Managing Quality from a Distance: A Case Study of Collaboration between Oman and New Zealand  

ERIC Educational Resources Information Center

Both the public and private higher education sectors in Oman are undergoing rapid change in the number and type of local and foreign degrees offered. The Sultanate is developing a comprehensive quality assurance system to ensure the educational appropriateness of all degrees awarded in Oman. This paper examines the collaboration between the…

O'Rourke, Susan; Al Bulushi, H. A.

2010-01-01

331

Municipal Demand for Water in Kuwait: Methodological Issues and Empirical Results  

NASA Astrophysics Data System (ADS)

This study utilized, for the first time, a demand function for municipal water derived from the Stone-Geary utility function, thereby permitting explicit consideration of the minimum amount of water necessary for daily needs. Using monthly data from Kuwait, this demand function gave greater price elasticity estimates but smaller income elasticity estimates than those of other countries. It was estimated that the "subsistence" water use level in Kuwait is about 42 L per capita per day and the results suggest that at least in that wealthy country, people do respond to changes in the prices of public services.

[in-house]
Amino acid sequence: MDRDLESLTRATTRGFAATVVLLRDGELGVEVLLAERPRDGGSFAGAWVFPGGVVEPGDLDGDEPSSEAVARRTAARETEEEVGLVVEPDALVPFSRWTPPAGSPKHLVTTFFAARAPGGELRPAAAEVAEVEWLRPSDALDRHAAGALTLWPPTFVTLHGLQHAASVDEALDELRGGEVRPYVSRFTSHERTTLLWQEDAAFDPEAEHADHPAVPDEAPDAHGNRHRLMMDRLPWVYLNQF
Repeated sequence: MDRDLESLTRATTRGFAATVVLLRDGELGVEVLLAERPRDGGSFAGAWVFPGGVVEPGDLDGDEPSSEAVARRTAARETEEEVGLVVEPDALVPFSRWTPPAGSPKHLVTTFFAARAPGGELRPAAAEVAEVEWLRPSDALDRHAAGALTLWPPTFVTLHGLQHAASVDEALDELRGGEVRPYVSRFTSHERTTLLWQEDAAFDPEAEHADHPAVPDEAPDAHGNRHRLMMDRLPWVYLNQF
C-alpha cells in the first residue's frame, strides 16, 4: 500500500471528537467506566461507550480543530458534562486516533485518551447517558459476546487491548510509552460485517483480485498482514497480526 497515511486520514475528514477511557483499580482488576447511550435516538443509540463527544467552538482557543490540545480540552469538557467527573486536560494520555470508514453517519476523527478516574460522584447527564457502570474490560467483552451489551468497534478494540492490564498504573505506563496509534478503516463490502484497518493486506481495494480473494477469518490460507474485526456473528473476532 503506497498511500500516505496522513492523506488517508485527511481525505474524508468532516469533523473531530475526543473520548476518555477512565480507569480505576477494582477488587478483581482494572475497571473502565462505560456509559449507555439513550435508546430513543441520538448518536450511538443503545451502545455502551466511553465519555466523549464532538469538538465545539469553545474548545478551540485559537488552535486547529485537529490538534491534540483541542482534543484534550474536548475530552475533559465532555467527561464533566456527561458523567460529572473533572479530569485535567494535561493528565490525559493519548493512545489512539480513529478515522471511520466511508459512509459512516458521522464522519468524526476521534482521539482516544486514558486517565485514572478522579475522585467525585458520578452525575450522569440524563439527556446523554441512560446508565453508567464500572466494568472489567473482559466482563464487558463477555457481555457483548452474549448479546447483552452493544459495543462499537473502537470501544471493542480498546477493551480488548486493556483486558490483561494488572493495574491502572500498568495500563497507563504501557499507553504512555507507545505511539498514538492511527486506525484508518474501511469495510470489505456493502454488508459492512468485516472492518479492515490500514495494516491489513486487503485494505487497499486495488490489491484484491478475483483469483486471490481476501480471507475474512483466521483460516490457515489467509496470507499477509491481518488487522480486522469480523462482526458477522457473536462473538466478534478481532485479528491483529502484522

Al-Qunaibet, Mohammad H.; Johnston, Richard S.

1985-04-01

332

Characterisation of winter respiratory viral infections in patients with asthma and COPD in Qatar.  

PubMed

Respiratory viruses in patients with chronic obstructive pulmonary disease (COPD) or asthma have not been characterised in Qatar. This study aimed to identify the most common viral strains responsible for respiratory tract infections in asthma/COPD patients (without exacerbations) in Qatar during the winter season (2008-2009). Nasal swabs from patients with asthma/COPD and respiratory symptoms were evaluated for 15 common viruses. 200 adult patients (190 with asthma and 10 with COPD) were enrolled. Viral infections were present in 36 out of 200 patients (18 %). Cough and wheezing were the most common symptoms. Rhinovirus was the most common causative agent, followed by coronaviruses. Our findings confirm previous reports of rhinovirus prevalence in respiratory tract infections in asthma/COPD. A countrywide survey to confirm our findings is warranted. PMID:23242778